Needless to say, if any jihadists are smart enough to realize this, they may then also be smart enough to realize that they should be very careful about communicating this realization too openly, for it might serve to help undermine the very Western paradigm that is currently proving useful to their efforts. Currently, the worst they have to worry about from Western intelligence are industrious networks of mosquito-swatters who forever try to swat the jihadists that keep pullulating out of the swamp of the Umma — but never think to do something about the swamp itself or worse yet, actively obstruct any analyses and policies that might be directed to doing something about the swamp, because the swamp, being Islam itself and the mainstream community of Muslims around the world, cannot possibly be connected to the jihadists who are endangering us, you see. As long as Western intelligence is only swatting at the mosquitos, the jihadists have to worry only about dodging their swatters and sprays of insecticide — as well as the industrious analysts who follow the activities of the mosquitos in their dizzyingly complex taxonomies and networks — but never have to worry about the West getting wise to the real source of their nourishment, breeding, inspiration and support.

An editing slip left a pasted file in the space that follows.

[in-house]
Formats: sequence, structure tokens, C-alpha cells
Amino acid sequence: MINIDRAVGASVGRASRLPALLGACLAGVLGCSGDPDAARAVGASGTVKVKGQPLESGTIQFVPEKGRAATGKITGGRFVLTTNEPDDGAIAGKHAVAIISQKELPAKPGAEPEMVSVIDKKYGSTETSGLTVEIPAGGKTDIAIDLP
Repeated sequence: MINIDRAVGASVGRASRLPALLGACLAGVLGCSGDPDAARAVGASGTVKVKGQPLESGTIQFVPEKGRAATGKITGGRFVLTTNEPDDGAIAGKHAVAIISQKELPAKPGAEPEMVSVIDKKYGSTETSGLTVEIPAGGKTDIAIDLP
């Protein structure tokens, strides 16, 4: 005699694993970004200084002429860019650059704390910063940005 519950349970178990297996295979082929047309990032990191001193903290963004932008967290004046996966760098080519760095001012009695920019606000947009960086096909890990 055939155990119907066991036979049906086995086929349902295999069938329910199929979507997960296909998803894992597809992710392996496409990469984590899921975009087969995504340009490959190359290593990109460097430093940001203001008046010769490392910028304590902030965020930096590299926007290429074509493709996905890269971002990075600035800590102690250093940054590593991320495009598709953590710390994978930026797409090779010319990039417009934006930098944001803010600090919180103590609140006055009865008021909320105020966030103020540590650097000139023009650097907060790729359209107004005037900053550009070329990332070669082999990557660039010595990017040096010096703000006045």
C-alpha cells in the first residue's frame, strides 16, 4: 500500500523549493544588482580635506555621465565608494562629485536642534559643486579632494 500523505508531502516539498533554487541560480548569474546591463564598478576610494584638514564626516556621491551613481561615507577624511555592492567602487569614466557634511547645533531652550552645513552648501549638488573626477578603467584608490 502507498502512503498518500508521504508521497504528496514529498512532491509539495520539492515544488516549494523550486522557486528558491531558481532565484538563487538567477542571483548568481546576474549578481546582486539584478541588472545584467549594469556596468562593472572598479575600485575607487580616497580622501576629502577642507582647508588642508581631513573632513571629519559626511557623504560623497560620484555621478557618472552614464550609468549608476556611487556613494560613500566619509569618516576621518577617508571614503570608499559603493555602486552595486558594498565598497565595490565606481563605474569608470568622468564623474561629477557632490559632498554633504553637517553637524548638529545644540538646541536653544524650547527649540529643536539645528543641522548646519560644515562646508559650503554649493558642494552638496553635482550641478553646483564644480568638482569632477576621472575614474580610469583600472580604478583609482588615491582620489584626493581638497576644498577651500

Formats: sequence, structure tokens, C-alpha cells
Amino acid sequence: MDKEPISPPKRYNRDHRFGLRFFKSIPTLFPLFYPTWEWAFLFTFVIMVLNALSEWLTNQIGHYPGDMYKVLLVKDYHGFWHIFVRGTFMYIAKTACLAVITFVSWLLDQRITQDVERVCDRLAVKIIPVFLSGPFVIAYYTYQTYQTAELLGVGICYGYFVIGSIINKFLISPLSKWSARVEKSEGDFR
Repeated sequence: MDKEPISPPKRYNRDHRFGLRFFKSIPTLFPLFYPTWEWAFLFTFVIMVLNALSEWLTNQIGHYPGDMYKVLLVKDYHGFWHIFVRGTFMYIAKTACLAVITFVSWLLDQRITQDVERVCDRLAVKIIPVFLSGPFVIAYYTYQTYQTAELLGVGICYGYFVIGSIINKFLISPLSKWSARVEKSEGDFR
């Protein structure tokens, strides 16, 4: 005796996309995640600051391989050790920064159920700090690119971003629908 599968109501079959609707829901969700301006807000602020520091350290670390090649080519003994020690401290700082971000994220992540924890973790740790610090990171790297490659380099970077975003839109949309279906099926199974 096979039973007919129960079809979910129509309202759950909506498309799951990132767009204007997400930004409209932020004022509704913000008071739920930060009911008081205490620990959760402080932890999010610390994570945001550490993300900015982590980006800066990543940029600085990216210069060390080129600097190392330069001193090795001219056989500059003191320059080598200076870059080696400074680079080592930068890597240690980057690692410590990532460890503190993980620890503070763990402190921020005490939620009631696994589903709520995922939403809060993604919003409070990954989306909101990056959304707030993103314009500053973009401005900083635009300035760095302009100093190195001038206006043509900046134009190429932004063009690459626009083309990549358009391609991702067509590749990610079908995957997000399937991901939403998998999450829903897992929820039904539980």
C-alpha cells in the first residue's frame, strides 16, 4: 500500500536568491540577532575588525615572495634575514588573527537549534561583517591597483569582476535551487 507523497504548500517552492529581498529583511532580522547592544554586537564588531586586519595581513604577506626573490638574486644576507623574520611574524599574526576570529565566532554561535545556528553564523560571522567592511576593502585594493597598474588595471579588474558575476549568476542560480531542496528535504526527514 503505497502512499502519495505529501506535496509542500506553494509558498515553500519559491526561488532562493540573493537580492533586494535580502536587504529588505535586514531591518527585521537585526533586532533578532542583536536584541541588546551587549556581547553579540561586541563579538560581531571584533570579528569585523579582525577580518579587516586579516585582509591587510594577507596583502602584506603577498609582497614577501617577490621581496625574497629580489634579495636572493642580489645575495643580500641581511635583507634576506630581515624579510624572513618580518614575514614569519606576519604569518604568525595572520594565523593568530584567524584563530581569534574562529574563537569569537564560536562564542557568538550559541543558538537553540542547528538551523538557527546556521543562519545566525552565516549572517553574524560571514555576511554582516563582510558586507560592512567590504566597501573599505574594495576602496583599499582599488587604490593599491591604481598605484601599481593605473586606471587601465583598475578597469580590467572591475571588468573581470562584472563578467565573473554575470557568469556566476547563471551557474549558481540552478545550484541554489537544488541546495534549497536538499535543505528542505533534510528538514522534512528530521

11. […] 2009 was an exciting year for the blog. Our readership grew, and some of our postings made news. One post even inspired a front page story in the New York Times. Other posts were widely noted in the […]

  12. Raff says:

    Did anyone ever discover what the story with regards the Al Suri book getting online was?